Schneider Symmar 5,6/150 - a good lens?greenspun.com : LUSENET : Large format photography : One Thread
Some time ago I bought a Plaubel 13*18-camera, but 13*18 films are too expensive. Therefore I decided to change to 9*12 films. It is possible to use the 13*18 standard lens (Symmar S 5,6/240) for 9*12 pictures, but it is not easy...
My dealer offers a Schneider Symmar 5,6/150 (only coated; shutter: Electric Compur [32s - 1/500s, no mechanical time!]) for 270 $. He told me it is "a great lens" even for colour slides an it is possible to take 13*18 pictures.
Has anybody any experience with the Schneider Symmar 5,6/150 (coated)? Has anybody any experience with the Electric Compur?
Thanks a lot.
-- Mark Kallfass (email@example.com), March 16, 2002
Look for separations (little snowflake-like stars, or worse) also fogging/haze inside before you buy it. It is a very good lens but...the price seems too high, these can often be had for $200 or less. I haven't personally had one of those shutters because I've heard it's best to avoid them and I have done so. Somebody else will have first hand experience, I am sure. If it were me, I'd much rather have one in a Compur shutter. Serial number range can tell you approximate date of the lens (check Schneider web site) and in my experience the ones in the late 60's and early 70's were particularly good. 11,000,000 plus. Good luck.
-- Kevin Crisp (KRCrisp@aol.com), March 16, 2002.
240mm is a great focal length for 4X5.
If you wish to purchase a 150mm lens you may try to find a slightly used G Claron 150mm f.9 in a Copal shutter. This lens should run you about the same price as the Symmar. Granted, the Symmar gives you a brighter screen = easier to focus, but the G Claron is smaller, sharp as a tack - and inexpensive for the type of image quality you will get.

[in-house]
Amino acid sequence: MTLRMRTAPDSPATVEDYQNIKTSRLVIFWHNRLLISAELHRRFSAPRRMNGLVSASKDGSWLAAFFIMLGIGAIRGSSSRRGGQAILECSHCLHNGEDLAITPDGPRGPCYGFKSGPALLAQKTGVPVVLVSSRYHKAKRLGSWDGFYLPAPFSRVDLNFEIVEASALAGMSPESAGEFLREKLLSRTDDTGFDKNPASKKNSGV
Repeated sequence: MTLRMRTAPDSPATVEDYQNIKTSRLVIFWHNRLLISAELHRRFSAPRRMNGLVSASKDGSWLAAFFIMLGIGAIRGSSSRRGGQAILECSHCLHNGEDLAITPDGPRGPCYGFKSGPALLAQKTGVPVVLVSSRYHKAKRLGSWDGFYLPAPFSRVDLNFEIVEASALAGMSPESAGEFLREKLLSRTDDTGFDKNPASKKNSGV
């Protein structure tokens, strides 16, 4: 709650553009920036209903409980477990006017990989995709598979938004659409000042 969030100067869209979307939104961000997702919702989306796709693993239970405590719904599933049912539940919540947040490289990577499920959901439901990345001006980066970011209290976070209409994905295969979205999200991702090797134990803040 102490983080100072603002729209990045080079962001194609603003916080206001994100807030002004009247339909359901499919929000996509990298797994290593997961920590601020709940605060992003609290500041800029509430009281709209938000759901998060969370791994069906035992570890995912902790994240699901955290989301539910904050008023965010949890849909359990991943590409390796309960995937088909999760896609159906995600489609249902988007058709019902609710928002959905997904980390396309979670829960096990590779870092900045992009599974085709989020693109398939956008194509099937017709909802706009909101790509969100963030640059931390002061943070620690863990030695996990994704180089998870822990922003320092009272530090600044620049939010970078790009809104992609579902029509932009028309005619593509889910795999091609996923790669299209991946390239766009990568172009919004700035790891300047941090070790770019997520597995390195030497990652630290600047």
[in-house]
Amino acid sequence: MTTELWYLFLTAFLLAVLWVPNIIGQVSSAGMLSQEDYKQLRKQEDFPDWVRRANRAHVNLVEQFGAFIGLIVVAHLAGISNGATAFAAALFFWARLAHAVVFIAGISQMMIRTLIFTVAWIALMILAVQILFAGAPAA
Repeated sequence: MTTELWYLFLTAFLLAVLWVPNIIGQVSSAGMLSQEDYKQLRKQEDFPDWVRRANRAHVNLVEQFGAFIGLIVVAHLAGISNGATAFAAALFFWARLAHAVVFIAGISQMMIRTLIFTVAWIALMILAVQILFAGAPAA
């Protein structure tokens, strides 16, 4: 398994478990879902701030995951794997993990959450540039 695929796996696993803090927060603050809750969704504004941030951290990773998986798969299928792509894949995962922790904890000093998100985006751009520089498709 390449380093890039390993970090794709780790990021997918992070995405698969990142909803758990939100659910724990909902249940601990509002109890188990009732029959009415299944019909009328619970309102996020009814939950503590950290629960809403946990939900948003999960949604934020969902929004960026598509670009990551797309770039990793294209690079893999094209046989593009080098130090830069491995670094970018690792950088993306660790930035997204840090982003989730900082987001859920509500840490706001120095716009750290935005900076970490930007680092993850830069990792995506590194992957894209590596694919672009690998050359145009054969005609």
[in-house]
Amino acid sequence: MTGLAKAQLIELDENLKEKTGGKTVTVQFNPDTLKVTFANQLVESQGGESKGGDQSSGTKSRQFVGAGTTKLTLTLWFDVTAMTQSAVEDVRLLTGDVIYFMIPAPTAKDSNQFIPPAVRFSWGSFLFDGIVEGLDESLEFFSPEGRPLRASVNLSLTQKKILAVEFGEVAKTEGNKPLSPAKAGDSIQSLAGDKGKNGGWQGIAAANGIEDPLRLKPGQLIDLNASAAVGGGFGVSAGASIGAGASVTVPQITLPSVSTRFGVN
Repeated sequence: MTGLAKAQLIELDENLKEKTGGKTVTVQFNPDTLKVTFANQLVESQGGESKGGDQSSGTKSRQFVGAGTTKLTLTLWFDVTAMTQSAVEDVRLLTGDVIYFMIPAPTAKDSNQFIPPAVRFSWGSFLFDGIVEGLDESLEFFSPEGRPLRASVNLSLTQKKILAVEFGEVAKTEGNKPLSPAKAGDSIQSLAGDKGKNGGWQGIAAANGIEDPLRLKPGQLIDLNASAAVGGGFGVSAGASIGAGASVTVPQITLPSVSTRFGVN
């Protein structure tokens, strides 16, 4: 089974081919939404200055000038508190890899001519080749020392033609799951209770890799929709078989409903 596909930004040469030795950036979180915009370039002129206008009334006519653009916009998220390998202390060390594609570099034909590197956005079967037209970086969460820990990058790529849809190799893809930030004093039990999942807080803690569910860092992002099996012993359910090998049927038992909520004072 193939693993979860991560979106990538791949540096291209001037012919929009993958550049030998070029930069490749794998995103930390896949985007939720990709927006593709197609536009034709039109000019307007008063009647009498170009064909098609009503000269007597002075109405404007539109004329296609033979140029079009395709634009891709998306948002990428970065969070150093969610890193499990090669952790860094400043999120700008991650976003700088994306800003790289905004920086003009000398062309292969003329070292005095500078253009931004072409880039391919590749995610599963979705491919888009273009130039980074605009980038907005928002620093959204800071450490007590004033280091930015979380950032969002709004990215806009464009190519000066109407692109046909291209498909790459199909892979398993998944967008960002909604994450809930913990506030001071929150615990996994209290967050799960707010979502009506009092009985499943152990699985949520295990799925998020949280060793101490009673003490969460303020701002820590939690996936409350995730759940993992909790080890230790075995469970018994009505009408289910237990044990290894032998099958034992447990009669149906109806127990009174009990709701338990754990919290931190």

-- Per Volquartz (firstname.lastname@example.org), March 16, 2002.
A few months ago, I picked up a Caltar S-II 150/5.6 (made by schneider) in a copal 0 for $200. It shouldn't be too difficult to find something similar.
-- Dave Willis (email@example.com), March 16, 2002.
Kevin is right. I have three Symmars, two of which are the pre -S and they both have haze in between the elements. Although they were both babied all of their life and appear mint, I've been told that the paint used on the barrel can cause haze on some lenses, no matter how well you take care of it. Mine were both made in the early 1970's, just prior to the -S change. So, at the tune of $95 lens, I am having them taken apart to remove the haze. My Symmar-S is from the mid 1970's and doesn't have this problem. Not all of the Symmars do this. Incidently, I received this tip from a well known and respected gentlemen who specializes in repair and restoration of large format lenses...I will leave out his name. Other than this it has always been an outstanding lens. Good luck.
-- J. P. Mose (firstname.lastname@example.org), March 16, 2002.
Following is a paragraph and address to Mr. Steve Grimes helpful discussion about the shutter in question. I would avoid at the non bargain price. 150 is a good choice though. I picked up a Caltar IIN 150 in a nice modern Copal shutter that is the Rodenstock Sironar N version and multi-coated for $157 on Ebay a few months ago. A superb little lens. Mr. Grimes is in quotes below, and his site is very well worth a visit.
"Here, I show the #1 in the largely unsuccessful battery timed "electronic" version. Most of the electronic versions don't work and the battery is difficult or impossible to find." http://www.skgrimes.com/compur/index.htm
-- Jim Galli (email@example.com), March 16, 2002.